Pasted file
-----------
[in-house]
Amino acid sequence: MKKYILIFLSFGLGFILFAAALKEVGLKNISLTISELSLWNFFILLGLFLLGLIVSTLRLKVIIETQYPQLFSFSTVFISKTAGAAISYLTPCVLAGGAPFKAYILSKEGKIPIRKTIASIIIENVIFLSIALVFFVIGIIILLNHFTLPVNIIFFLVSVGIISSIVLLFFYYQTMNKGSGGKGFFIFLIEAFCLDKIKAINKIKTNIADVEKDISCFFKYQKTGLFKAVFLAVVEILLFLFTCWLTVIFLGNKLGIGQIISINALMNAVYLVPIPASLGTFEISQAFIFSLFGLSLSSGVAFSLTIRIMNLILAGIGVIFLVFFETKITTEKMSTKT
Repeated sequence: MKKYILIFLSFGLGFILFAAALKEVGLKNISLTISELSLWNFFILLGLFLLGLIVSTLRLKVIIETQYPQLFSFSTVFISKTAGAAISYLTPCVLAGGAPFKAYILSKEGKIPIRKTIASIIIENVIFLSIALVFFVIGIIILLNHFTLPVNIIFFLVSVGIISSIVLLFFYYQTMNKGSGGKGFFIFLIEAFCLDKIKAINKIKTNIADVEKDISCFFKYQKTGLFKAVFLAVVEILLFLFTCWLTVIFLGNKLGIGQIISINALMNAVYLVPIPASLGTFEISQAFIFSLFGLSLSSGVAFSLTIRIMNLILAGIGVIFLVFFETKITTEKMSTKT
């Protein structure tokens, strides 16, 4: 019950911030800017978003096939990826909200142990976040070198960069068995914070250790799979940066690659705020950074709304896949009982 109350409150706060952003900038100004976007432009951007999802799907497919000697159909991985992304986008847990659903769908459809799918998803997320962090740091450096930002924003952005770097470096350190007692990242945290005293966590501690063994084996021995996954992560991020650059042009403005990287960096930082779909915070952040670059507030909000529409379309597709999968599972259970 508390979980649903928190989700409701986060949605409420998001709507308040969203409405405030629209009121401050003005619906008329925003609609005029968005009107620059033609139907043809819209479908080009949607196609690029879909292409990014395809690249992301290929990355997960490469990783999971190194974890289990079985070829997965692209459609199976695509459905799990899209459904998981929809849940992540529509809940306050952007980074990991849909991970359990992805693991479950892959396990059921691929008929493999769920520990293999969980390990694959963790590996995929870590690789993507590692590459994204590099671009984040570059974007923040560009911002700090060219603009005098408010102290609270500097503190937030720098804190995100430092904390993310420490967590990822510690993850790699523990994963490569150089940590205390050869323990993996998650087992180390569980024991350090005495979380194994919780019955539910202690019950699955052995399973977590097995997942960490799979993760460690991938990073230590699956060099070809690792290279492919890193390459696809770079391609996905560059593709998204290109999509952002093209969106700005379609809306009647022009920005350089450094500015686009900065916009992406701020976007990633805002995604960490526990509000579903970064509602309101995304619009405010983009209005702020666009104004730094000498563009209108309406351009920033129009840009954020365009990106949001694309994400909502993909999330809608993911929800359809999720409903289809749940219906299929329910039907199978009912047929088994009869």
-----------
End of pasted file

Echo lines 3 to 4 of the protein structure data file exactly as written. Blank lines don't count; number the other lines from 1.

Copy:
Repeated sequence: MKKYILIFLSFGLGFILFAAALKEVGLKNISLTISELSLWNFFILLGLFLLGLIVSTLRLKVIIETQYPQLFSFSTVFISKTAGAAISYLTPCVLAGGAPFKAYILSKEGKIPIRKTIASIIIENVIFLSIALVFFVIGIIILLNHFTLPVNIIFFLVSVGIISSIVLLFFYYQTMNKGSGGKGFFIFLIEAFCLDKIKAINKIKTNIADVEKDISCFFKYQKTGLFKAVFLAVVEILLFLFTCWLTVIFLGNKLGIGQIISINALMNAVYLVPIPASLGTFEISQAFIFSLFGLSLSSGVAFSLTIRIMNLILAGIGVIFLVFFETKITTEKMSTKT
């Protein structure tokens, strides 16, 4: 019950911030800017978003096939990826909200142990976040070198960069068995914070250790799979940066690659705020950074709304896949009982 109350409150706060952003900038100004976007432009951007999802799907497919000697159909991985992304986008847990659903769908459809799918998803997320962090740091450096930002924003952005770097470096350190007692990242945290005293966590501690063994084996021995996954992560991020650059042009403005990287960096930082779909915070952040670059507030909000529409379309597709999968599972259970 508390979980649903928190989700409701986060949605409420998001709507308040969203409405405030629209009121401050003005619906008329925003609609005029968005009107620059033609139907043809819209479908080009949607196609690029879909292409990014395809690249992301290929990355997960490469990783999971190194974890289990079985070829997965692209459609199976695509459905799990899209459904998981929809849940992540529509809940306050952007980074990991849909991970359990992805693991479950892959396990059921691929008929493999769920520990293999969980390990694959963790590996995929870590690789993507590692590459994204590099671009984040570059974007923040560009911002700090060219603009005098408010102290609270500097503190937030720098804190995100430092904390993310420490967590990822510690993850790699523990994963490569150089940590205390050869323990993996998650087992180390569980024991350090005495979380194994919780019955539910202690019950699955052995399973977590097995997942960490799979993760460690991938990073230590699956060099070809690792290279492919890193390459696809770079391609996905560059593709998204290109999509952002093209969106700005379609809306009647022009920005350089450094500015686009900065916009992406701020976007990633805002995604960490526990509000579903970064509602309101995304619009405010983009209005702020666009104004730094000498563009209108309406351009920033129009840009954020365009990106949001694309994400909502993909999330809608993911929800359809999720409903289809749940219906299929329910039907199978009912047929088994009869």